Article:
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Moving under Defend Orders
As noted above it is possible to do this and you may move in any direction provided what you do is a reaction to the enemy you spotted rather than moving off against some as yet undetected threat (the old helicopter view general ship issue). In Journal 39 Mark recounts an occasion in a game where it took him a while to re-deploy a company on defend orders; to support a neighbouring company that was exposed on the flank and under attack. Using an order change will speed this up Mark, exactly as you mused on in your battle report! By issuing an order change all stands in the recipient battalion may make an unlimited pivot next movement phase, as they can also do when the reach the end of their attack ‘arrow’. In MSH units have large CZ’s, so in Mark’s example the BHQ could have advanced with one company to support the outlying company while other stands could have remained stationary in their positions still within in the CZ (since the unit was engaged with the enemy stands are not required to move at all under attack orders). Admittedly this is slightly ‘marginal’ (i.e. the BHQ should be able to look after it’s own matters) but it has the desired effect without requiring any rules changes.
Ground Surveillance Radar
In both Journals 43 and 44 Mark refers to GSR and offers some proposed house rules – I like the look of the proposal in Journal 43 and would be interested in feedback from players as to whether they find this “too powerful” or not, and hence whether play balance suffers. MSH is intended to emphasise manoeuvre and command rather than long-range gunnery duels at theoretical range and performance! So extended spotting capability may prove counterproductive to game play.
The effects of training are built into the combat system – but in reverse. They affect the ability of stands to remove suppression rather than the ability of stands to inflict damage. The reason for this is that when using a d6 for fire combat there just isn’t room to add adjustments to attack or defence values for training. If we were using a d10 for example we could have factored in a +1/-1 for Veteran/Green troops respectively – however we aren’t, so I strongly discourage Mark’s suggestion in Journal 44, see my previous comments earlier in the article.
Higher Level HQ’s
Mark’s suggestion is quite acceptable and is in fact more or less the very same house-rule I use myself. Brigade/Regiment HQ’s may form improvised battalions by attaching up to 3 companies of troops from their own command.
Dismounting from IFVs and Combat Teams in General
Here I have a major difference of opinion with Mark. Unfortunately these suggestions are symptomatic of a failure to grasp what we were trying to achieve with MSH (no offence to Mark intended) – I have had this discussion repeatedly with gamers here in New Zealand (mostly those that play the WRG modern one to one scale rules), where I believe the combination of a change of scale and a radical shift in rules focus which does not emphasise theoretical performance and (irrelevant) technical details – tends to be a bit much to take in initially!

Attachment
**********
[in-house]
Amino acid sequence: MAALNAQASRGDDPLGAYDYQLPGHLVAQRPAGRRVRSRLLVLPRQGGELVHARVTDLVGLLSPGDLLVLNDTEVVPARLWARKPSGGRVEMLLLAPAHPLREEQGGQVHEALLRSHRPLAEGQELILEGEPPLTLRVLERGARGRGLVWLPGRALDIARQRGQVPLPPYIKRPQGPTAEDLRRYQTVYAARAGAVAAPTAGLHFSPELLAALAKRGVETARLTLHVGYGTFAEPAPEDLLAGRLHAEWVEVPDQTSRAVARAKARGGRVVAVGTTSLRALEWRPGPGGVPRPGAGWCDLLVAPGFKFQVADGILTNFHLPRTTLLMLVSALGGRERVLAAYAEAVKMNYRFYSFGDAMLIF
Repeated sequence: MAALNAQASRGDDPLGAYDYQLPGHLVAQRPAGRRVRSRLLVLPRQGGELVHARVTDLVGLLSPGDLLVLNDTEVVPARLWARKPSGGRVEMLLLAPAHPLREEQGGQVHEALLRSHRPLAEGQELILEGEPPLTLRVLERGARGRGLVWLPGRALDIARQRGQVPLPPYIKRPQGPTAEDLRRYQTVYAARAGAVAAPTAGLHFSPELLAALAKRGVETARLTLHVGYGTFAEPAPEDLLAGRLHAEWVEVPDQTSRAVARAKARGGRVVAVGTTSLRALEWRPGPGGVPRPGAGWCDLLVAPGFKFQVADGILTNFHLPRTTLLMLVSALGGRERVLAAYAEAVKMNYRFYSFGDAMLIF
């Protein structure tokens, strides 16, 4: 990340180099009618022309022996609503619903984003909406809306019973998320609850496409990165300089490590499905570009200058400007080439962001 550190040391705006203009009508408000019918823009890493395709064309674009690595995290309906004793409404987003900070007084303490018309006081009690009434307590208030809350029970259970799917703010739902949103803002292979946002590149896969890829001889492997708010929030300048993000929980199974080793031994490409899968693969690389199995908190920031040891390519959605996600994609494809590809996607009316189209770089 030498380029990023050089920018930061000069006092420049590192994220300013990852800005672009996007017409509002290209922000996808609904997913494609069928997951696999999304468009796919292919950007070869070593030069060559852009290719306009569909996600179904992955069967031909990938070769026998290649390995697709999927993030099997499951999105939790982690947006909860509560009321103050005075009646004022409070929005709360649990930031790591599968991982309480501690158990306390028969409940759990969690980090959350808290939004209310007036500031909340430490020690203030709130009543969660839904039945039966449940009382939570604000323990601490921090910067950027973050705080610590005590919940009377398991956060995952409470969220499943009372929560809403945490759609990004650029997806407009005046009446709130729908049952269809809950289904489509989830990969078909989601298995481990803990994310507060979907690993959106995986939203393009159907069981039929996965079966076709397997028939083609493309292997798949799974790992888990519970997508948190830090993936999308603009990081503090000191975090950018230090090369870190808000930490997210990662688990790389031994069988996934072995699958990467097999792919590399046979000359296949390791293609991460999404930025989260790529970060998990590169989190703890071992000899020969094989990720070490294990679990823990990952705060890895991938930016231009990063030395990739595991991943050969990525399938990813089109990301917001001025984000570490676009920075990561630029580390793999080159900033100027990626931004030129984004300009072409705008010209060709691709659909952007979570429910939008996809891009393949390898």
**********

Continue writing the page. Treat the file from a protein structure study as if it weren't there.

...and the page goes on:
TI Bonus for spotting troops in cover if halted
In all honesty this is irrelevant in my view – This is an unnecessary complexity – it’s just another minor rule that will have little impact on 99% of games and will simply slow them down. We culled out several of these types of rules prior to publishing to assist game play and speed up games. However I have no objection to the rule per se, if (as Mark obviously is) you are happy to use such a rule then do so.
Order of Fire Attacks
If you are playing some sort of combat modifier for troop quality you should not also play a house rule of this type (Journal 44) – not withstanding that I have already explained why we did not include a combat modifier in the first place. If you do feel a need to represent differences in troop quality I’d prefer to see this option used rather than adjusting die rolls. Personally I don’t actually see a need for this anyway – since the better-trained forces have advantages basically everywhere else, if they need this as well they aren’t being commanded very well! Once again, if you prefer it, then use it.
Contrary to Mark’s comments in Journal 46 the rules are clear about Close Assaults. The close assault described by Mark is not permitted – normal (dismounted) infantry may not assault Combat Teams or AFV Stands (that are unsuppressed in the open). As the troops described are armoured, and not “inside terrain” (e.g. in a wood or town), they cannot be assaulted, except by “Combat Teams”. The hedge is a linear terrain feature so they are not “inside it”, nor do tank scrapes count as “terrain”. The philosophy here is that normal infantry, in the open, simply wouldn’t be able to, or wouldn’t be allowed to, close with unsuppressed armour. Combat teams, riding in or moving behind their IFV’s, could however literally drive “onto the position” (hence they are allowed to CA armour in the open). An artillery barrage to suppress the Scimitar’s, etc, would have allowed the Soviets to close and assault.